Persistent timers in PAC Control.
Lets not get any of us long term PAC Control users triggered by talking about how even after all these years PAC Control still does not maintain timer values between downloads or reboots….
But rather let’s talk about why you might want such a feature.
Use case #1.
Maintenance. Let’s say you have a pump house that needs bearings and seals replaced before they fail, so you need to track the total hours any given pump has accumulated.
When you start the pump the first time after replacing all those parts, you want to start counting from zero the days, hours and minutes it’s been running.
When the pump turns off, the timer pauses, when it starts again, the timer resumes from the timer value it paused on…
At midnight, you move the current timer into a different table that keeps track of total running time over the weeks and months, after moving the day’s run time to that table, you reset the daily run timer.
Of course all the timers and tables survive a download or a controller power cycle.
Use case #2.
State timer. You want to know how long a digital (or variable) input or output has been turned on and when it changes state you want the timer to reset back to zero and start timing again.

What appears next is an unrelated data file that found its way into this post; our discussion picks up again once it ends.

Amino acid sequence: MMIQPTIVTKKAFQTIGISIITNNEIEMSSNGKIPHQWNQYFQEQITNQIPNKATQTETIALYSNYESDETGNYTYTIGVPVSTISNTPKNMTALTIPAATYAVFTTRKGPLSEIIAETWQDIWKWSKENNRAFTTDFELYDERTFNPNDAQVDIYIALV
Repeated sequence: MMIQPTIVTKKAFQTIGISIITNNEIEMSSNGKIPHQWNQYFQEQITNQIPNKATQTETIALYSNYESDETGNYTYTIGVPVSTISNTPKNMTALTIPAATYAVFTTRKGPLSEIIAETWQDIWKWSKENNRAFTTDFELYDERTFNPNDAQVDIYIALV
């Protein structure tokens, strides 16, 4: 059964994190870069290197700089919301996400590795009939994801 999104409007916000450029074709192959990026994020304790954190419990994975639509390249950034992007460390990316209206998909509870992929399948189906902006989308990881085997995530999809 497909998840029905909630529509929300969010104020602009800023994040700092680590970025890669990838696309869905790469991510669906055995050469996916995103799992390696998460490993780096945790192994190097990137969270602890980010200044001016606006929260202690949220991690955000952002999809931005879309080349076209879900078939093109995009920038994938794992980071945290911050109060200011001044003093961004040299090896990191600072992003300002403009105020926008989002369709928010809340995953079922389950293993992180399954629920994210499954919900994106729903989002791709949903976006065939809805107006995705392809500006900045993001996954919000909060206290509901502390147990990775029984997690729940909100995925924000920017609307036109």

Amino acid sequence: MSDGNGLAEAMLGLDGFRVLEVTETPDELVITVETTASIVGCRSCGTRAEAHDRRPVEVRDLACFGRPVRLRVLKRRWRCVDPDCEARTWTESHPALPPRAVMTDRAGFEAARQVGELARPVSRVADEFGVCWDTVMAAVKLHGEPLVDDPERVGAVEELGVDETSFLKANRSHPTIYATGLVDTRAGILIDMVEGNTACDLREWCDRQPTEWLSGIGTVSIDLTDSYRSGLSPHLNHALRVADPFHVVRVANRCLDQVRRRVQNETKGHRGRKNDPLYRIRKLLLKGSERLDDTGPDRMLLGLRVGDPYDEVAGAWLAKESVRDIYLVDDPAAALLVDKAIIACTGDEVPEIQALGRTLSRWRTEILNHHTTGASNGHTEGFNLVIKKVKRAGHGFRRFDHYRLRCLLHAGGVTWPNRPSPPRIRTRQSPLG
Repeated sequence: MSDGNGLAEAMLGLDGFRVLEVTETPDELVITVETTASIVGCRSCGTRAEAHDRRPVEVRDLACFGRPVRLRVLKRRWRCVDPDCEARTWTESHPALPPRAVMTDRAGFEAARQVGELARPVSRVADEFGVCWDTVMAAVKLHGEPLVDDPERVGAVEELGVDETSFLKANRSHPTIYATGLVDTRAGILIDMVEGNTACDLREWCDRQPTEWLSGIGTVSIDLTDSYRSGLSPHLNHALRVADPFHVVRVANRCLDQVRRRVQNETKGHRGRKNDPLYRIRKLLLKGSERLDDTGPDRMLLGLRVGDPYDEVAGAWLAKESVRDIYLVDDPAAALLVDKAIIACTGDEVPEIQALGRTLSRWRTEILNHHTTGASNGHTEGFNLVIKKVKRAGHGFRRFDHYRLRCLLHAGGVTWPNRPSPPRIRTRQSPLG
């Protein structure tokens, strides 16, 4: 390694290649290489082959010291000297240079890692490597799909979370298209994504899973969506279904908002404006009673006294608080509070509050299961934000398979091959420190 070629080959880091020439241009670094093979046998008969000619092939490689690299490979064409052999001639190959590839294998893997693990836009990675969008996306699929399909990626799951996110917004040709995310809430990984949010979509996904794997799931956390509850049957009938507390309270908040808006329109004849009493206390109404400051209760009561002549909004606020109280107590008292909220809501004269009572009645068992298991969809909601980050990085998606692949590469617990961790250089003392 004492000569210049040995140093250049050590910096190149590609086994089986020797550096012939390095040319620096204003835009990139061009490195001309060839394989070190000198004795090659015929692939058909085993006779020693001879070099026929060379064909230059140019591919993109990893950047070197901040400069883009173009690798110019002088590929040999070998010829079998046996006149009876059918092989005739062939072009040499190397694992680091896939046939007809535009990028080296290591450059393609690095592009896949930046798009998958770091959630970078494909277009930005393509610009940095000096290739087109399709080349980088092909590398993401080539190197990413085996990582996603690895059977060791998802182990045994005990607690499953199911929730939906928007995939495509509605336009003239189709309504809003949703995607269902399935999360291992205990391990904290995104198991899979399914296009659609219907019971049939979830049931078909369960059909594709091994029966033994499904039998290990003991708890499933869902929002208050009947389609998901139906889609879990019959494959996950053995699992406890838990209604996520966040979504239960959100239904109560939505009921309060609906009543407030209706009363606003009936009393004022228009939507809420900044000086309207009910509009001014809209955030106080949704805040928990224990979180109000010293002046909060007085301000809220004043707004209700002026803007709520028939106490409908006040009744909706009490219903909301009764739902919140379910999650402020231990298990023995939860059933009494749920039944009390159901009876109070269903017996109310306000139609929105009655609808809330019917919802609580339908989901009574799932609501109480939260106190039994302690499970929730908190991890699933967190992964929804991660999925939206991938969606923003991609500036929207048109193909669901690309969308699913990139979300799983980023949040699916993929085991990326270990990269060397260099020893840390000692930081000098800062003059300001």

This way in groov View you can quickly see how long a device has been on or how long it’s been off.
Of course the timers survive a download or a controller power cycle.
As far as making persistent timer code goes, both use cases end up being rather different from each other. The first requires keeping track of each pause and resume with a master save function and the second requires a hard stop/reset/start methodology.
The trick to all this is to not actually use any of the PAC Control timers. Up timers get reset back to zero when they are loaded with a value and down timers don’t keep track of long running processes.
Rather, you need to use actual date/time values and keep track of when different events happened in real time which are then converted to seconds and those seconds are kept track of……
In both cases, heavy use of persistent tables and variables is the only way to keep track of time through a controller reboot or strategy download.
All this was beyond my skill set, so I tossed it over the cubicle wall to @torchard. (As you do).